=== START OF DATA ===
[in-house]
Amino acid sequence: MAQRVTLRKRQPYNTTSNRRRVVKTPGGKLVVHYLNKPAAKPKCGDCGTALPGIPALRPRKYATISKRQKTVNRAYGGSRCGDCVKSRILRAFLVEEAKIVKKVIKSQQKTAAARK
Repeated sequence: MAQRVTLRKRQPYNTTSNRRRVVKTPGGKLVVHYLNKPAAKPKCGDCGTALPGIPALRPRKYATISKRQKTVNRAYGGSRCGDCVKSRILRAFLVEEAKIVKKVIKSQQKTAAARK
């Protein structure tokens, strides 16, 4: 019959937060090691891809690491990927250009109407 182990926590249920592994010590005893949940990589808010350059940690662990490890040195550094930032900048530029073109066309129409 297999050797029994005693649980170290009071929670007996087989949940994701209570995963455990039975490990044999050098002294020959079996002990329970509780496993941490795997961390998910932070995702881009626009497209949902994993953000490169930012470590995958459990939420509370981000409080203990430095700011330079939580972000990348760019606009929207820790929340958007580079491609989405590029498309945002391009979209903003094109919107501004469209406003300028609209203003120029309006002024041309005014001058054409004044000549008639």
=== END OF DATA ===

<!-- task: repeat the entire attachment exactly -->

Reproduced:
[in-house]
Amino acid sequence: MAQRVTLRKRQPYNTTSNRRRVVKTPGGKLVVHYLNKPAAKPKCGDCGTALPGIPALRPRKYATISKRQKTVNRAYGGSRCGDCVKSRILRAFLVEEAKIVKKVIKSQQKTAAARK
Repeated sequence: MAQRVTLRKRQPYNTTSNRRRVVKTPGGKLVVHYLNKPAAKPKCGDCGTALPGIPALRPRKYATISKRQKTVNRAYGGSRCGDCVKSRILRAFLVEEAKIVKKVIKSQQKTAAARK
């Protein structure tokens, strides 16, 4: 019959937060090691891809690491990927250009109407 182990926590249920592994010590005893949940990589808010350059940690662990490890040195550094930032900048530029073109066309129409 297999050797029994005693649980170290009071929670007996087989949940994701209570995963455990039975490990044999050098002294020959079996002990329970509780496993941490795997961390998910932070995702881009626009497209949902994993953000490169930012470590995958459990939420509370981000409080203990430095700011330079939580972000990348760019606009929207820790929340958007580079491609989405590029498309945002391009979209903003094109919107501004469209406003300028609209203003120029309006002024041309005014001058054409004044000549008639």